The 2016 Summer Olympics are are going strong in Rio. Even if your sports career ended years ago, you have more in common with Olympians than you think. You see, years of athletic conquests have given you a special skill set that employers find desirable. Every time you write a cover letter, you should include one (or several) of these seven transferrable skills to get employers' attention.
Hiring managers — especially those who seek entry-level candidates — appreciate strong focus, but they don't see it often. True commitment to a goal is important, but this quality is rarer than you think. Athletes, on the other hand, know how to stay focused and tune out distractions. If this sounds like you, find a way to work in the word "focused" in your cover letter.
Many job seekers don't know how to shake off setbacks and criticisms to move forward. (After all, getting judged for work is not fun.) But sports experience provides this training. If you know what it's like to lose, fail, get knocked down, but then get back up, use "resilient" in your cover letter. Possessing this skills tells employers that you can (and will) develop under their leadership.
If you've played on a team, you know what it means to pass the ball instead of taking the shot yourself. More importantly, you've seen, firsthand, how this decision can lead to victory. You also know the power of reaching out to a struggling teammate, giving encouragement, and winning (or losing) as a group. While the term "team player" is now considered trite, you can work in your team ethic in another way. Try something similar to "I thrive in team environments" to convey the same message.
Think back to your sports days. When you're standing by the goal, you accept the pass and take the shot. The professional world is similar, no matter where you work. When leadership opportunities come your way, you step up. Share this talent in your cover letter. Even if you're applying for an entry-level position, employers will be impressed that you take initiative.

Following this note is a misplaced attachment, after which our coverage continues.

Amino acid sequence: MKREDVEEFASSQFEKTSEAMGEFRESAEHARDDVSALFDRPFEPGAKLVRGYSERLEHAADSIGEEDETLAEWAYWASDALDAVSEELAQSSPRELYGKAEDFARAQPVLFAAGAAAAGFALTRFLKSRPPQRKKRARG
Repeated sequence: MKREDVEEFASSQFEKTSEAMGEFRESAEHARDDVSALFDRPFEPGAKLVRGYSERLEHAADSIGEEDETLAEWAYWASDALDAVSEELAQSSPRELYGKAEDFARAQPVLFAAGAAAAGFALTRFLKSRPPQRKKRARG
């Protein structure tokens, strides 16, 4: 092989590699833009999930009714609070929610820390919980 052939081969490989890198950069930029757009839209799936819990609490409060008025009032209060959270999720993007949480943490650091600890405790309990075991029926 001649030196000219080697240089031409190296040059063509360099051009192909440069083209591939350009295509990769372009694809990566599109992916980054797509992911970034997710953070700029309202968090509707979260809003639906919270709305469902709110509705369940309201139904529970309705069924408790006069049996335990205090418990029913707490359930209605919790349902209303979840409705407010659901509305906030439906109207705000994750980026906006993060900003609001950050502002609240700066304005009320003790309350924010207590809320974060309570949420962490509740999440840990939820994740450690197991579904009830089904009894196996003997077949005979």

You're no stranger to early mornings, putting the future ahead of the present, and continuing to work even when the going gets rough. Again, this trait is not as common as you think. If you apply to a job with shifts (rather than a nine-to-five, Monday through Friday setup), this sports skill is especially important to include. Even if you don't have many accomplishments to share, this skill alone might be valuable enough to make you an ideal candidate.
You know your teammates and coaches can trust you to get the job done. But you also know how to put your trust in them, which can sometimes be the harder task. You know how to let go and delegate; you respect those who know more than you do and have skills that you don't have. Convey your ability to delegate in your cover letter. Sometimes things get stressful at work. Employers need to know that you can be trusted to outsource your tasks to focus on your strengths in order to meet goals.
As an athlete and a disciplined competitor, you don't leave a trail of loose ends behind you. You finish what you start. In the workplace, this means following up and maintaining pressure until the job gets done. Use a phrase similar to "dedicated to meet goals" to show your employers this.
You have what it takes to succeed on the field, so show your employers that you can succeed in the workplace. Use the cover letter creation tools at MyPerfectResume to grab the attention you need.